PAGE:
Free Ebook.

Enter your email address:

Delivered by FeedBurner

« Six Steps to Making a Successful Low-Ball House Offer | Main | How Does Your Credit Score Compare? »

December 01, 2011


Feed You can follow this conversation by subscribing to the comment feed for this post.

I am still not sold, I don't like receiving them and in my company we have a meeting after each interview among the interviewers to decide. As the process goes along each interviewee is ranked immediately - well before any thank you note could influence the decision. I have never written one, and I have very good record of receiving job offers. I also never disclose my contact info, for just this reason - don't waste my time. Thank the person while interviewing, I always thank the interviewee for coming and I always thank interviewers in person when leaving an interview. Manners are important, thank you notes are annoying.

Are you referring to sending an email or an actual snail-mail letter? I never know...

Shane --

Generally, I'm referring to a written note. But I would say that sending an email is a decent substitute if you can't/won't send a snail mail note.

As a hiring manager, I agree with mdb's comment. Thank you notes typically come well after I've made a decision.

The biggest mistakes I see candidates make in an interview?

1. Show up late for the interview (about 50% of all candidates make this mistake).
2. Criticize a previous employer.
3. Fail to bring a "leave behind" such as a resume to share.
4. Appearing disinterested. They either don't listen to/answer the question being asked,talk too long, or speak over the interviewer.
5. Appearing underprepared or on the interview circuit. They don't research the company.
6. Overly nervous or body language that lacks confidence.

If you can avoid these mistakes, you'll have a good shot at the job. After all, to make it to the interview, you've already passed the paper cut for qualifications -- the interview is essentially a manners test.

Good to know, thanks FMF!

My mom has drilled this piece of information into my head since I started applying for college. She works as a nurse manager in a hospital and has been very vocal when coaching my sister and I on what good interview ediquette is. A thank you not is the easiest way to leave a good taste in a potential employers mouth. Not only do you show that you are very interested in getting the position, but you force the company to consider you further, and show your personal side in a hand-written note. Sending thank you notes expresses that you are a thoughtful individual who is willing to go that extra step for the business.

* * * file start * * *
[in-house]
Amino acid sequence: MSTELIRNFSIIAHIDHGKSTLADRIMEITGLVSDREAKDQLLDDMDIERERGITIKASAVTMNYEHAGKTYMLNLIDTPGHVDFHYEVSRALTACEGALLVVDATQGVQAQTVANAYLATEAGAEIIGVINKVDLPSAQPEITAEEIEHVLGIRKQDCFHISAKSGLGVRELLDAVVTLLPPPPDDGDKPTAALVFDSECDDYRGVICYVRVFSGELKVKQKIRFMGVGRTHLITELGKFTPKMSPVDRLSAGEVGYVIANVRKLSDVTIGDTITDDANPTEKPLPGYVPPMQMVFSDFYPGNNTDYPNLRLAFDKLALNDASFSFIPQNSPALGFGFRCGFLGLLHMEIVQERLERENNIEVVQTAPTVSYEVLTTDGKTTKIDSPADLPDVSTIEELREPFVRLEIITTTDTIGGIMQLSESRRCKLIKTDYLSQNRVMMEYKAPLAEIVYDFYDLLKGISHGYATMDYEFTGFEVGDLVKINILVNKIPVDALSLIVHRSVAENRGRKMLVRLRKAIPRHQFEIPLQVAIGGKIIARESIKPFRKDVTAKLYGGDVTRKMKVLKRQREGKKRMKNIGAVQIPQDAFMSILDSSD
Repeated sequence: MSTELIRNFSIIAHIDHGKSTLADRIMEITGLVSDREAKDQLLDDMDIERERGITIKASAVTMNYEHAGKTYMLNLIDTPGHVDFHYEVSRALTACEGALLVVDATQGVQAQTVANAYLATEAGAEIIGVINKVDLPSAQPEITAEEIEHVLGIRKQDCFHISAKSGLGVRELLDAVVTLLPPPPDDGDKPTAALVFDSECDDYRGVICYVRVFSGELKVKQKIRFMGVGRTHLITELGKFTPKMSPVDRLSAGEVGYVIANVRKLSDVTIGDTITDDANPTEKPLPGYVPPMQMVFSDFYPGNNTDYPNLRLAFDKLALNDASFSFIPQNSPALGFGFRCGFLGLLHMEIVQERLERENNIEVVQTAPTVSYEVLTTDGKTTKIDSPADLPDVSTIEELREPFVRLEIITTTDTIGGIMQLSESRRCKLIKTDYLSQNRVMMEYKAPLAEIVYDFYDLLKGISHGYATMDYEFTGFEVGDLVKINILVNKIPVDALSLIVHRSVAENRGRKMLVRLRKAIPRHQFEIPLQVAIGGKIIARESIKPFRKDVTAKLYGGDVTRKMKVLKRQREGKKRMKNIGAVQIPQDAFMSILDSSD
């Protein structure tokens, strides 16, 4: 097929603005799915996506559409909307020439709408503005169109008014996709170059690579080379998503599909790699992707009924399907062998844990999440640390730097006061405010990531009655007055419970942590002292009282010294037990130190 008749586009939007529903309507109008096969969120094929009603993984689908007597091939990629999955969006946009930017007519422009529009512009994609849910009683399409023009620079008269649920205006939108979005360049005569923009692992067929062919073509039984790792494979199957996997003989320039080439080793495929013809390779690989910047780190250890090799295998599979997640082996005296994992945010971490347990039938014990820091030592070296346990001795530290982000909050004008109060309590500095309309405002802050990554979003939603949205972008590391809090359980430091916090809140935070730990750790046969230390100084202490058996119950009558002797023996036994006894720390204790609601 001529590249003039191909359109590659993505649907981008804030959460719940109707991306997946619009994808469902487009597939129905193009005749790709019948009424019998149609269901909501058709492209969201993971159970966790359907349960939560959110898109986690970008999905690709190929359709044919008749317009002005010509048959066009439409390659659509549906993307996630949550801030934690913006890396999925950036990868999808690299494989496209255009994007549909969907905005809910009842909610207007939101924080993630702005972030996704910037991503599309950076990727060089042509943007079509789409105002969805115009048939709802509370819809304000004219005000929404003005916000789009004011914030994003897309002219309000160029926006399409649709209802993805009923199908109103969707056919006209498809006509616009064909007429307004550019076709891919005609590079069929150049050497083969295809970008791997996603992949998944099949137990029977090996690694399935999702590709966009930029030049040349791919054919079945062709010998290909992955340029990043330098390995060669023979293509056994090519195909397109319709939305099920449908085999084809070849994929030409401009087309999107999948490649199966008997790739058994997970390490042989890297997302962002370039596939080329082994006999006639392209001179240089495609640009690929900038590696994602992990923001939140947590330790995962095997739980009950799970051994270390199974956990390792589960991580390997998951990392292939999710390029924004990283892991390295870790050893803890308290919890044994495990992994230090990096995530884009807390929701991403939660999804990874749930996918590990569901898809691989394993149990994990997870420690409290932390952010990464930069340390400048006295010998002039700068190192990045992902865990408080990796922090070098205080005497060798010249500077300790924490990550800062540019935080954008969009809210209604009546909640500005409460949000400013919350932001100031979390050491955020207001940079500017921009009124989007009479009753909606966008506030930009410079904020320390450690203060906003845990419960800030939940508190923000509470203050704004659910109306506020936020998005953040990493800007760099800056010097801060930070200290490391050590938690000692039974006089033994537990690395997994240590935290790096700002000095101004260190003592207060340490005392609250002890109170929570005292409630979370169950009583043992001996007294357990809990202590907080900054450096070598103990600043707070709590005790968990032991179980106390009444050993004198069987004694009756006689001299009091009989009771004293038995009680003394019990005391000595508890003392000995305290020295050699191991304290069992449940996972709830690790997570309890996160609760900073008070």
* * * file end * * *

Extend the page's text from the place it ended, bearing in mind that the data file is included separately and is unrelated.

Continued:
I think that's it, the draw is between jobs that reward thoughtfulness versus those that care just for proper mannerisms.

FMF, why do you prefer thank you notes and not cover letters? Getting the interview comes first in line and that can certainly help similar to thank you note.

I send a thank you e-mail as soon as I get home. Snail mail just takes too long, and just like Alex said, it usually gets there after they've already made their decision.

As the owner of a company I could care less about a thank you note. I have actually noticed the less qualified canidates write them in an effort to make up for the areas where they lack the expereience needed for the job.

Mike --


I guess you haven't interviewed me then. :-)

Luis --

You know they don't serve the same purpose, right?

To me, a thank-you note is valuable in that it can help you get the job. I don't think a cover letter add much value (if any.)

The comments to this entry are closed.

Start a Blog


  • Any information shared on Free Money Finance does not constitute financial advice. The Website is intended to provide general information only and does not attempt to give you advice that relates to your specific circumstances. You are advised to discuss your specific requirements with an independent financial adviser. Per FTC guidelines, this website may be compensated by companies mentioned through advertising, affiliate programs or otherwise. All posts are © 2005-2012, Free Money Finance.